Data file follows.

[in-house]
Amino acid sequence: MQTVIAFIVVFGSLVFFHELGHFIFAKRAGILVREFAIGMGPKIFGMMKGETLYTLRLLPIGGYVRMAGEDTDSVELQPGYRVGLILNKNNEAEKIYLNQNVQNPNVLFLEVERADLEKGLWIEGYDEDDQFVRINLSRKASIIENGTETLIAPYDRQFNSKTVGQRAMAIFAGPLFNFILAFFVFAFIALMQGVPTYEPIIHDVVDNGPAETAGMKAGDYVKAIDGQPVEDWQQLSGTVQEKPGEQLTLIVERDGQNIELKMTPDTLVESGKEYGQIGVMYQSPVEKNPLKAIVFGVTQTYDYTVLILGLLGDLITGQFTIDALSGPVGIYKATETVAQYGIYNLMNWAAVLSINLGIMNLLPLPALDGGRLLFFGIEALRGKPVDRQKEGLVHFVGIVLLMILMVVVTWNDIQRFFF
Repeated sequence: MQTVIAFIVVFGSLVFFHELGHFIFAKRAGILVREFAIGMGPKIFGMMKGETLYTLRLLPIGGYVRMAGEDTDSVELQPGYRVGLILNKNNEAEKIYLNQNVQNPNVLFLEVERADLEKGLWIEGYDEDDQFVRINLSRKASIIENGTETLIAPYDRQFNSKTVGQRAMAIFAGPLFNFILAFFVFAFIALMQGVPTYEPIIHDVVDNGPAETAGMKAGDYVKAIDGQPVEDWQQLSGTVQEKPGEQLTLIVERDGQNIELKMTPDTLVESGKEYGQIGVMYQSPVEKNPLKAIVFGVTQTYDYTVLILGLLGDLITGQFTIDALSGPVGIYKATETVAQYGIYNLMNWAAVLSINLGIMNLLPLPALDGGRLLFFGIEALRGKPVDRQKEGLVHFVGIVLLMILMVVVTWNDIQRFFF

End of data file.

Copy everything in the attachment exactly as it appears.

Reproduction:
[in-house]
Amino acid sequence: MQTVIAFIVVFGSLVFFHELGHFIFAKRAGILVREFAIGMGPKIFGMMKGETLYTLRLLPIGGYVRMAGEDTDSVELQPGYRVGLILNKNNEAEKIYLNQNVQNPNVLFLEVERADLEKGLWIEGYDEDDQFVRINLSRKASIIENGTETLIAPYDRQFNSKTVGQRAMAIFAGPLFNFILAFFVFAFIALMQGVPTYEPIIHDVVDNGPAETAGMKAGDYVKAIDGQPVEDWQQLSGTVQEKPGEQLTLIVERDGQNIELKMTPDTLVESGKEYGQIGVMYQSPVEKNPLKAIVFGVTQTYDYTVLILGLLGDLITGQFTIDALSGPVGIYKATETVAQYGIYNLMNWAAVLSINLGIMNLLPLPALDGGRLLFFGIEALRGKPVDRQKEGLVHFVGIVLLMILMVVVTWNDIQRFFF
Repeated sequence: MQTVIAFIVVFGSLVFFHELGHFIFAKRAGILVREFAIGMGPKIFGMMKGETLYTLRLLPIGGYVRMAGEDTDSVELQPGYRVGLILNKNNEAEKIYLNQNVQNPNVLFLEVERADLEKGLWIEGYDEDDQFVRINLSRKASIIENGTETLIAPYDRQFNSKTVGQRAMAIFAGPLFNFILAFFVFAFIALMQGVPTYEPIIHDVVDNGPAETAGMKAGDYVKAIDGQPVEDWQQLSGTVQEKPGEQLTLIVERDGQNIELKMTPDTLVESGKEYGQIGVMYQSPVEKNPLKAIVFGVTQTYDYTVLILGLLGDLITGQFTIDALSGPVGIYKATETVAQYGIYNLMNWAAVLSINLGIMNLLPLPALDGGRLLFFGIEALRGKPVDRQKEGLVHFVGIVLLMILMVVVTWNDIQRFFF